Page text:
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dc.contributorMachi F. Dilworth Program Manageren_US
dc.contributor.authorMary Bisson Principal Investigatoren_US
dc.datestart 08/01/1991en_US
dc.dateexpiration 08/31/1995en_US
dc.date.accessioned2014-04-02T18:27:58Z
dc.date.available2014-04-02T18:27:58Z
dc.date.issued2014-04-02
dc.identifier9105582en_US
dc.identifier.urihttp://hdl.handle.net/10477/24062
dc.descriptionGrant Amount: $ 242100en_US
dc.description.abstractThe ability to tolerate saline conditions is a variable and complex trait in plants. Salinity tolerance includes the ability to respond to osmotic stress and resistance to toxicity of individual ions. These traits are significant in determining the natural distribution of plants, and are important in agriculture, because salinity may limit productivity, especially in irrigated soils. The study will be done on Charophytes, complex macrophytic algae closely related to the line which gave rise to higher plants. These algae have large internodal cells, permitting experimental manipulations not possible in other plants. Two closely related species, Chara corallina, an obligate freshwater species, and C. buckellii, a species collected from a salt lake which can be cultured in fresh or salt water will be studied. The two species differ in their ability to regulate turgor and in their tolerance to sodium and magnesium. Dr. Bisson will study ion fluxes and the mechanism by which they occur in intact cells, cells with permeabilized plasmalemma, cells whose internal contents have been perfused away and replaced by controlled solutions, isolated vesicles of membrane, and patches of membrane. The aim is to elucidate the mechanism of movement and how this movement is controlled by environmental and cytoplasmic factors to confer resistance to salt toxicity.//en_US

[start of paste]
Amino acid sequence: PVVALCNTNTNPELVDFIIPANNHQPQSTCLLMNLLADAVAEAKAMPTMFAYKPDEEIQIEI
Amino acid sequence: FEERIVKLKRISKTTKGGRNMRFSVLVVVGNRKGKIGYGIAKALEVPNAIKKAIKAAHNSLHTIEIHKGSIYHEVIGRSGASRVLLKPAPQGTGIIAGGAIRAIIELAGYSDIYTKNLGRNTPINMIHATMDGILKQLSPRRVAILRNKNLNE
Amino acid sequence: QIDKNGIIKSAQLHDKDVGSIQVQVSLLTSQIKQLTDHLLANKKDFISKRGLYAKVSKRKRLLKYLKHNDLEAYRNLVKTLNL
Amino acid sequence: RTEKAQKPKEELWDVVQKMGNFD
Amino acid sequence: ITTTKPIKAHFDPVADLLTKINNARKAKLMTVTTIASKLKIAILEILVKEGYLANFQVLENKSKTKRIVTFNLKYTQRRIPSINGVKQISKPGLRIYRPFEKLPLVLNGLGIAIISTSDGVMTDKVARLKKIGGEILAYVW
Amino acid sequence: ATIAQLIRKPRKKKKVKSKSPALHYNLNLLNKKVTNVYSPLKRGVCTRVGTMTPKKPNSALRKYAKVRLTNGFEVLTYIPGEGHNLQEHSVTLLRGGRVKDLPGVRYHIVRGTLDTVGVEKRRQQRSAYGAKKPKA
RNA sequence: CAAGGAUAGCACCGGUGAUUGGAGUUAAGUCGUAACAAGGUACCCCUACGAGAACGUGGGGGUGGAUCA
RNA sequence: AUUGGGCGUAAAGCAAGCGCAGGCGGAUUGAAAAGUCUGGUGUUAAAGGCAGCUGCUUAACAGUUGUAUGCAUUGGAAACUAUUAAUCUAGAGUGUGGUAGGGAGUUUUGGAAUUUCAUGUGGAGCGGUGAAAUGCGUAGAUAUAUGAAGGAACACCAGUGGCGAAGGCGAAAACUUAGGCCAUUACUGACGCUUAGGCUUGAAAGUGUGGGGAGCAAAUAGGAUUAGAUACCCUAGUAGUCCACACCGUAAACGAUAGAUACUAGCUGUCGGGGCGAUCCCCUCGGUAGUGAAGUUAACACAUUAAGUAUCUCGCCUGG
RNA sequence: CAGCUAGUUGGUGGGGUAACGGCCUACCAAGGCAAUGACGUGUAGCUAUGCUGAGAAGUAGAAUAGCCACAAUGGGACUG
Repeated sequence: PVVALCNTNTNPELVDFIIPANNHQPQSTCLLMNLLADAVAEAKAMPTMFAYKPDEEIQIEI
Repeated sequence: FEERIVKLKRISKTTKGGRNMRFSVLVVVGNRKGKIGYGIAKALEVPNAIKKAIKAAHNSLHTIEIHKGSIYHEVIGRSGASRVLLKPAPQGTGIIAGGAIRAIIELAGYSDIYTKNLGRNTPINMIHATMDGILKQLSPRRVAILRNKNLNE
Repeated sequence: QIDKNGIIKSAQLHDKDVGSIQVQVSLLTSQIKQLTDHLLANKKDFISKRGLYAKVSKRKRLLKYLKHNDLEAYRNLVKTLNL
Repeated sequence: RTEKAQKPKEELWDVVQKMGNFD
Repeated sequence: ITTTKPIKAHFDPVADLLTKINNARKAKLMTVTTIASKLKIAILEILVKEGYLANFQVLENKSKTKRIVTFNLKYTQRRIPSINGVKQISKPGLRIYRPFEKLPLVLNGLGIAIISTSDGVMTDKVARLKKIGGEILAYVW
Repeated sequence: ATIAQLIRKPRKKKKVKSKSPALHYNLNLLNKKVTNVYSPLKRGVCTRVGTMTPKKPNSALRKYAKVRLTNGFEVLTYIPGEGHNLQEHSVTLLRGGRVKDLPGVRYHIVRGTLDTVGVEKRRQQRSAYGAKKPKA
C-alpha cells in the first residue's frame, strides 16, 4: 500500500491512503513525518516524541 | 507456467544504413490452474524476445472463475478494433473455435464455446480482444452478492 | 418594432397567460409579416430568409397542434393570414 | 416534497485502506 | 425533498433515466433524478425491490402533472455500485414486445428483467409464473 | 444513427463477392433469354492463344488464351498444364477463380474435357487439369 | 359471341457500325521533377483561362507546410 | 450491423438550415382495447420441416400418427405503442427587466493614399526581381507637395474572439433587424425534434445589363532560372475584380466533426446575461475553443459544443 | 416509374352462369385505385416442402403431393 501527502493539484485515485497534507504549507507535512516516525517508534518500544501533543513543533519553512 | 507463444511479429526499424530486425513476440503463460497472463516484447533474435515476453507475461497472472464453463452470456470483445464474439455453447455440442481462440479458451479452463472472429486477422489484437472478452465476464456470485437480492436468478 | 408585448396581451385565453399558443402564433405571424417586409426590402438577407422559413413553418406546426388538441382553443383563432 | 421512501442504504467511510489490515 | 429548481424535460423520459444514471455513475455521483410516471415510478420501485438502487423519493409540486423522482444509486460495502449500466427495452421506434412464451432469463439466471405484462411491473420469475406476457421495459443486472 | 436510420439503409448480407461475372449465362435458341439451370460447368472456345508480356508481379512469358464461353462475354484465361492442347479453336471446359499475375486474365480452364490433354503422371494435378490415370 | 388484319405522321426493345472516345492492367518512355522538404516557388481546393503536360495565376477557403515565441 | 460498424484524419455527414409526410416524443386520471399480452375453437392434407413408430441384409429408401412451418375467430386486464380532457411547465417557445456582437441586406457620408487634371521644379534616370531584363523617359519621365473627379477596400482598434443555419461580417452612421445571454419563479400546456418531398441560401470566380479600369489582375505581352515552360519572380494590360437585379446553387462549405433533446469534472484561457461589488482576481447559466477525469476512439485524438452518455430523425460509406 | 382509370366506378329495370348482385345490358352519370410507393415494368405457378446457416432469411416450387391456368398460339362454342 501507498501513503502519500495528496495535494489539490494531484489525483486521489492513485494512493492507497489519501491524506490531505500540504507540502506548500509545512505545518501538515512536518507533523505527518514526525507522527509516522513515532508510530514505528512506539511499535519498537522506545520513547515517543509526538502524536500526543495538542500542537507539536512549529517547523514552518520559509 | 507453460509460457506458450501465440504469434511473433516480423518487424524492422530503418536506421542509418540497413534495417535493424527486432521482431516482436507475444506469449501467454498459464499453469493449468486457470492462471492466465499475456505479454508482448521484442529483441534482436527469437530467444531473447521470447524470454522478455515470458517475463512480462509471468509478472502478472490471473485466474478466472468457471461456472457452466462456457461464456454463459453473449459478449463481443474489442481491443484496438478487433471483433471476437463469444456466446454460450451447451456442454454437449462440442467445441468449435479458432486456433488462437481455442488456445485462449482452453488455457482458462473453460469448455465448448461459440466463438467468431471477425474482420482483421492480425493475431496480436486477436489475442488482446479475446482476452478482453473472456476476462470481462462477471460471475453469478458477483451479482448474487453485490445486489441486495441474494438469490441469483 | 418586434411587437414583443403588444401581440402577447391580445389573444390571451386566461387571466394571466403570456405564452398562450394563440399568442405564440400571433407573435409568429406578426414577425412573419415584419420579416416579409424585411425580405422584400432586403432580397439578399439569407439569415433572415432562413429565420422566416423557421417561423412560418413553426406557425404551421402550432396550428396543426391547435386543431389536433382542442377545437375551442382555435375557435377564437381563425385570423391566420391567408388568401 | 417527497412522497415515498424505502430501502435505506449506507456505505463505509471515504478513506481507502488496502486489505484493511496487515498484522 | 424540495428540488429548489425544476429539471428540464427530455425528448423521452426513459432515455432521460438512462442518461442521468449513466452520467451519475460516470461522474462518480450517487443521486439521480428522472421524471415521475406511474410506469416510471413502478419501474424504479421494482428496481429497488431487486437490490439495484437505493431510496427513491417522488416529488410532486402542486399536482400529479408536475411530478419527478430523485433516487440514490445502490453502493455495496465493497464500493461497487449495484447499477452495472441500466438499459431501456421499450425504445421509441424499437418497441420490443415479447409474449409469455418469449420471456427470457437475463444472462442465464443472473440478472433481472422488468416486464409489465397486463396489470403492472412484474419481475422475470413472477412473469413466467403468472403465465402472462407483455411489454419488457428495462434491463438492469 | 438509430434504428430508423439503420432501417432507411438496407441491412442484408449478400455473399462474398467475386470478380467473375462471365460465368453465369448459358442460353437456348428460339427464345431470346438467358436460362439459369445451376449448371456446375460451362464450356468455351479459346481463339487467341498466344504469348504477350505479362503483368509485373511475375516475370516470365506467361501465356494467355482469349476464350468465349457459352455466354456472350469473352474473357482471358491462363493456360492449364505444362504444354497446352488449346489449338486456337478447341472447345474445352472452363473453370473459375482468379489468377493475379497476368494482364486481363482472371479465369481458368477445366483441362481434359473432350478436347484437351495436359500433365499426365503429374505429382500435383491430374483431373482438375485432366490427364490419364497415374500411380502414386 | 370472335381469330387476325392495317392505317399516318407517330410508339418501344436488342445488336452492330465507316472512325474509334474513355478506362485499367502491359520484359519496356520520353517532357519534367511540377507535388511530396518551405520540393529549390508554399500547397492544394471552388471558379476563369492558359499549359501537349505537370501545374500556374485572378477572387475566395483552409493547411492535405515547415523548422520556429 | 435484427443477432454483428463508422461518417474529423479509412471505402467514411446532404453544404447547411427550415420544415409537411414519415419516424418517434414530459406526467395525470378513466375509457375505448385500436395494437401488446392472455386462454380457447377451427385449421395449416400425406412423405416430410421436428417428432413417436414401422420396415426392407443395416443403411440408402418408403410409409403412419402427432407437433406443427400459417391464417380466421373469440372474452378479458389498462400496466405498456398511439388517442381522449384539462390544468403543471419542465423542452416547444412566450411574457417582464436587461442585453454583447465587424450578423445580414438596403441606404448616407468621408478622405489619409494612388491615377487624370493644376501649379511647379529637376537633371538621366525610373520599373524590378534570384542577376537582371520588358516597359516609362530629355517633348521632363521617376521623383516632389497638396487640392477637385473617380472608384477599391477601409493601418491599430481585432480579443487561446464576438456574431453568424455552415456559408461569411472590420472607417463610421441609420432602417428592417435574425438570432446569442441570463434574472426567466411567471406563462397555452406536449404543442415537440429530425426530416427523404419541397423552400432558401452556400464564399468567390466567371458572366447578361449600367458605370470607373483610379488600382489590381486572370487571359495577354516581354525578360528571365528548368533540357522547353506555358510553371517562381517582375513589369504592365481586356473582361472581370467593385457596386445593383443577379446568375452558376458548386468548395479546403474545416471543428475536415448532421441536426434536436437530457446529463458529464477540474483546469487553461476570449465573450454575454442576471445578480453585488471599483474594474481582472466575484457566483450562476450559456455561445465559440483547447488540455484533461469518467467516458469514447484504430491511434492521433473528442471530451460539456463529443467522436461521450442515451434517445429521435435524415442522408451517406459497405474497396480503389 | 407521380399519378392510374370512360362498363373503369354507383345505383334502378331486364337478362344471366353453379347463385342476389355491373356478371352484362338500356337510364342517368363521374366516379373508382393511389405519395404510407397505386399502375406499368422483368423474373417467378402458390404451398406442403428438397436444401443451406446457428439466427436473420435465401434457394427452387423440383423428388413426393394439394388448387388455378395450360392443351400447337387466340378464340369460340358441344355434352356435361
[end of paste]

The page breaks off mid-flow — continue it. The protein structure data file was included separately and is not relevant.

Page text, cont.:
dc.titleSalt Tolerance and Sodium Transport in Freshwater and Salt Tolerant Charophyte Algaeen_US
dc.typeNSF Granten_US


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